Wednesday, 22 February 2006

High Court backs local campaign and orders Hackney Council to pay up

A High Court judge yesterday found in favour of OPEN in its claim that Hackney Council, in late 2005, made an unlawful attempt to demolish the historic buildings at 4-14 Dalston Lane, without public consultation.

OPEN issued proceedings on 13 December 2005, challenging the Council’s decision to proceed with demolition of the buildings without making a full planning application. OPEN is committed to seeing some or all of the heritage buildings restored for new uses as part of regeneration of the wider area. OPEN argued that a full planning application, involving public consultation and a decision by the elected Members of Hackney Council, was required. A High Court injunction was subsequently issued preventing any demolition work until yesterday’s judicial review. The injunction has protected the site from December 2005 until now.

Finding in favour of OPEN’s claims yesterday, Mr Justice Lloyd Jones stated in his judgment that the Council had created the impression that it had taken a decision to demolish the buildings as soon as prior approval was granted by the Planning Department and that full planning permission was not required. The Judge found that OPEN was justified in issuing the proceedings for an injunction and judicial review. He ordered the Council to now pay OPEN’s legal costs.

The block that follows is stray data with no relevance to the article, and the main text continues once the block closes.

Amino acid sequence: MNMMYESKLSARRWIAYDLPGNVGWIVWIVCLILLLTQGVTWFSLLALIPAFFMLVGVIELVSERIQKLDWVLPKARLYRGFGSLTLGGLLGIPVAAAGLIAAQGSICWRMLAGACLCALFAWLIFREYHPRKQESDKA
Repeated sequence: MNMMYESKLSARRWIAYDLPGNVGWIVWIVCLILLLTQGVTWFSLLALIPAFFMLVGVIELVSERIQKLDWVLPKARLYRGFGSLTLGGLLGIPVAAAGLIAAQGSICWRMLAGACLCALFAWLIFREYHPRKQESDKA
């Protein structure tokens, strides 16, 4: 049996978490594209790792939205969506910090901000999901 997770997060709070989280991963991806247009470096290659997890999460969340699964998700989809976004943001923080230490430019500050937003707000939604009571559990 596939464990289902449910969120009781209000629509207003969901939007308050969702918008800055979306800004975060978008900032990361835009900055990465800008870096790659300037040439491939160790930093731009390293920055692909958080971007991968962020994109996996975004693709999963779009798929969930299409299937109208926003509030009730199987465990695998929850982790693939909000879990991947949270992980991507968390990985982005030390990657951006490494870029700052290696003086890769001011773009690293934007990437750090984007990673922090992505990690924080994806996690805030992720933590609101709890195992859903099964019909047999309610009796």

Bill Parry-Davies, chairman of OPEN, expressed satisfaction at the outcome but cautioned that the buildings remain highly vulnerable to Council demolition. “The Council did not deny in Court, that at a meeting in late September 2005 its Property Manager, Head of Planning and Hackney’s Mayor agreed to demolish without further consultation with either the public or elected members“, said Mr. Parry-Davies. “The Council’s contempt of legal and democratic processes is quite breathtaking. Our campaign continues.”

Since the issue of the High Court proceedings on 13 December 2005, and following representations made by OPEN to the Planning Department, the Council have accepted the need to make a full planning application for demolition. After a 21 days period in which the public could lodge objections, the Council’s application for total demolition came before a Planning Sub-Committee on 6 February 2006. Despite the overwhelming number of objections to the proposals the Planning Sub-Committee voted to demolish the buildings in their entirety. The Sub-Committee imposed a condition that, prior to demolition, there must first be a survey to record historical structural and architectural detail of the buildings and expressed hope that the more notable elements could be relocated in the redevelopment of the site or elsewhere.

Evidence has also come to light that, sometime between 18 October 2005 when the Council secured the buildings against squatters and 16 December when a planning officer inspected them, the Victorian houses at 4-6 Dalston Lane have been deliberately damaged and made uninhabitable by the removal of the staircases.

Since Sunday 19 February the buildings have been occupied by people concerned to prevent their demolition.

OPEN is now considering the legality of the Council’s Planning Sub-Committee’s resolution on 6 February, and any decision by the Council to now act on the planning permission granted to demolish the buildings.

1 comment:

  1. has anyone tried to get in touch with Newton who managed the 4 aces since the 70's.

    he got kicked out early 1999 and its been empty ever since, but i think he still lives in hackney


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